The importance of high standards of probity within our charities cannot be overstated. These are, many of them, large organisations, with a substantial financial turnover. Many of them receive significant levels of government funding, in addition to funds raised through the generosity of the Irish public. They have a duty to use these funds efficiently and ethically in pursuit of their charitable purpose. And those who provide the funds have a right to know that they are being used for the purpose intended by the giver - be that Government, philanthropic organisation, corporation, or private individual.

Where funds intended for charity are not being used as intended, or indeed where they are being used inefficiently, such that an unacceptable proportion of the funds is spent on overheads, that should concern all of us, not least the charities themselves, who must strive to benefit their given charitable purpose to the maximum extent possible. No-one disputes that those who are employed by charities must be remunerated at an appropriate level for the work they do. But the charity sector is not well served by a lack of transparency over senior executive salaries, nor by excessive levels of remuneration, where such may exist.

In recent weeks we have heard a series of disturbing allegations about the use of charitable donations by different organisations. The details of these have been the subject of considerable examination by others in this House, and I do not propose to revisit the details of these this evening.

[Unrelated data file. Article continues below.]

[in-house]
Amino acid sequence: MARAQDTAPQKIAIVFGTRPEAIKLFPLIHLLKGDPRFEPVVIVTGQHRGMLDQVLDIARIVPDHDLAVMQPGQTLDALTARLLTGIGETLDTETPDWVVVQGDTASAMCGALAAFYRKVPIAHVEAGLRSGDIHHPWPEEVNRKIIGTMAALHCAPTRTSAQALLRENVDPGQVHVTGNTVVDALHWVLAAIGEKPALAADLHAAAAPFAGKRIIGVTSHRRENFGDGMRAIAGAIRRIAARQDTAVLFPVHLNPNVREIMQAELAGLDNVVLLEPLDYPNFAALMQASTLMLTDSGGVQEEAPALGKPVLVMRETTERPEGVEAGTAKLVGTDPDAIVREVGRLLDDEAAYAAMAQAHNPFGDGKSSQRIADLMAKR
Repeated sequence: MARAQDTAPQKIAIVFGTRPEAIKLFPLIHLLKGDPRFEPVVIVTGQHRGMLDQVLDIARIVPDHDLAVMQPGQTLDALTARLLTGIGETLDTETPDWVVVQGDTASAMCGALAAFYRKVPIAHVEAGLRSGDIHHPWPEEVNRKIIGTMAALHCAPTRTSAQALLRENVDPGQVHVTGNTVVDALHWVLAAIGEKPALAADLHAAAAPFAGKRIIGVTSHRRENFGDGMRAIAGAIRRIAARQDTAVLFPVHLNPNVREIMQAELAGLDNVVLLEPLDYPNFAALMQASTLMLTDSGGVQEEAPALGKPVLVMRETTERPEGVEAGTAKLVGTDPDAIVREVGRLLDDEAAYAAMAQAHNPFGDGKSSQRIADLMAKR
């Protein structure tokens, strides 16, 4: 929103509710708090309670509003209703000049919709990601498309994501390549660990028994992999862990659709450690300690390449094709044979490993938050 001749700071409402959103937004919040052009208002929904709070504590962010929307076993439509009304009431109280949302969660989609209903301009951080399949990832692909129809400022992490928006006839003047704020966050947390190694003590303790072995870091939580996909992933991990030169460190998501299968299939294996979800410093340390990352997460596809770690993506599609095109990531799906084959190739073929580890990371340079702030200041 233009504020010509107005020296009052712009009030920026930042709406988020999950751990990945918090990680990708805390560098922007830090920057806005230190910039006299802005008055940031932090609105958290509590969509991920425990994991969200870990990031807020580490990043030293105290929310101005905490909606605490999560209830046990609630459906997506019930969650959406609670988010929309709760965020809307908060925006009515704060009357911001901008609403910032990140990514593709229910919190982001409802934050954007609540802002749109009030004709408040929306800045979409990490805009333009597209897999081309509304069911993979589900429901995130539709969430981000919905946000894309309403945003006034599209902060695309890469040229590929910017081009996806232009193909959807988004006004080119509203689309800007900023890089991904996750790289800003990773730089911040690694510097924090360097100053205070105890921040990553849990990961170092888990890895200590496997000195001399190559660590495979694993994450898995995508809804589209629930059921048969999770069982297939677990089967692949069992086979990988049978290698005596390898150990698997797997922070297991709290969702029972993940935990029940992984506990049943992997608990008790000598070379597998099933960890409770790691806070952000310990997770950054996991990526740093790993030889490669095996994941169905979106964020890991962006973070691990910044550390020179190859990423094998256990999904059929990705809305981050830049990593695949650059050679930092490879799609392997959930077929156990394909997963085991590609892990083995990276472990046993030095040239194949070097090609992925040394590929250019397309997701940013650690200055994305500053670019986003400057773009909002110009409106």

Insofar as my own responsibilities as Minister for Justice and Equality extend, I have given detailed consideration to the question of the appropriate use of donated funds by charities.  In June 2011,  responsibility for the operation of the Charitable Lotteries Scheme was transferred from the Department of Public Expenditure and Reform to the Department of Justice and Equality.

I wish to say at the outset that there are two cases before the High Court in relation to the Charitable Lotteries Scheme, and that I do not wish to say anything that will create any difficulty for the Judges of the High Court in determining these matters. However, as Minister, I have a responsibility to notify this House about these matters that are, in the context of the Court proceedings, already in the public domain and are directly related to the question of the transparent use of donated funds by charities.

It is in that context that I wish to make the following limited comments about the Charitable Lotteries Scheme.

The Scheme was established in 1997, in response to claims by a number of charities that their ability to raise funds had been severely curtailed by the introduction of the National Lottery in 1987.  Under the terms of the Scheme, funds are paid out to eligible charities that have been operating a fundraising lottery since at least 1997, in which products are sold that are similar to products sold by the National Lottery.  The total amount paid out in any one year is determined as part of the budget allocation and was, at its highest, €8.618 million in 2009 and 2010 and at its lowest €4 million in 2013.  Eligible charities must apply each year for funding under the Scheme and the total available funding each year is divided amongst the successful applicant charities.  The allocation of funding under the Scheme is by reference to gross sales of qualifying products averaged over three years and it is a requirement of the Scheme that all funding paid out under the Scheme must be used for charitable purposes only.